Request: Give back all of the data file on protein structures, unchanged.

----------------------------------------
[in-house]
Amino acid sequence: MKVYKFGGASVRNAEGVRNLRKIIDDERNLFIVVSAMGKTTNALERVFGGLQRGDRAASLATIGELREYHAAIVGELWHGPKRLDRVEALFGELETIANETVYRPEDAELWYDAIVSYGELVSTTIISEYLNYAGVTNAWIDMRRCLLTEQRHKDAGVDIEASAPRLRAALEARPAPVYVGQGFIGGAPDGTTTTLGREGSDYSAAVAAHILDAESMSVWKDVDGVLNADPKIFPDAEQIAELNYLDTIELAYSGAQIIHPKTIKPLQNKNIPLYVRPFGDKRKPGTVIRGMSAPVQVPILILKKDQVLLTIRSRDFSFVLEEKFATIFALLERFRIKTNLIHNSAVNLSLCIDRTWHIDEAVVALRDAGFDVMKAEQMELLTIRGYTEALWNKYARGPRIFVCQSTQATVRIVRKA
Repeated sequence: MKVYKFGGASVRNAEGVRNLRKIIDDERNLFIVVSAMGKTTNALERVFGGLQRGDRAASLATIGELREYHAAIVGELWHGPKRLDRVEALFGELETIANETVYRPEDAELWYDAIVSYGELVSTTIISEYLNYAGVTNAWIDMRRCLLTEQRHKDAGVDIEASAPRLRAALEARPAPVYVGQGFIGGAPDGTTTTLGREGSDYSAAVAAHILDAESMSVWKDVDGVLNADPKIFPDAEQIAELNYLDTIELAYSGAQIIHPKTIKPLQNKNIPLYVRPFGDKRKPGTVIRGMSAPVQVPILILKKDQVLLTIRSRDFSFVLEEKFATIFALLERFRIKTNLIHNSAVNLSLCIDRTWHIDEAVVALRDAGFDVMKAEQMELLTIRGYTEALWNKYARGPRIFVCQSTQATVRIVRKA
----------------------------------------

[in-house]
Amino acid sequence: MKVYKFGGASVRNAEGVRNLRKIIDDERNLFIVVSAMGKTTNALERVFGGLQRGDRAASLATIGELREYHAAIVGELWHGPKRLDRVEALFGELETIANETVYRPEDAELWYDAIVSYGELVSTTIISEYLNYAGVTNAWIDMRRCLLTEQRHKDAGVDIEASAPRLRAALEARPAPVYVGQGFIGGAPDGTTTTLGREGSDYSAAVAAHILDAESMSVWKDVDGVLNADPKIFPDAEQIAELNYLDTIELAYSGAQIIHPKTIKPLQNKNIPLYVRPFGDKRKPGTVIRGMSAPVQVPILILKKDQVLLTIRSRDFSFVLEEKFATIFALLERFRIKTNLIHNSAVNLSLCIDRTWHIDEAVVALRDAGFDVMKAEQMELLTIRGYTEALWNKYARGPRIFVCQSTQATVRIVRKA
Repeated sequence: MKVYKFGGASVRNAEGVRNLRKIIDDERNLFIVVSAMGKTTNALERVFGGLQRGDRAASLATIGELREYHAAIVGELWHGPKRLDRVEALFGELETIANETVYRPEDAELWYDAIVSYGELVSTTIISEYLNYAGVTNAWIDMRRCLLTEQRHKDAGVDIEASAPRLRAALEARPAPVYVGQGFIGGAPDGTTTTLGREGSDYSAAVAAHILDAESMSVWKDVDGVLNADPKIFPDAEQIAELNYLDTIELAYSGAQIIHPKTIKPLQNKNIPLYVRPFGDKRKPGTVIRGMSAPVQVPILILKKDQVLLTIRSRDFSFVLEEKFATIFALLERFRIKTNLIHNSAVNLSLCIDRTWHIDEAVVALRDAGFDVMKAEQMELLTIRGYTEALWNKYARGPRIFVCQSTQATVRIVRKA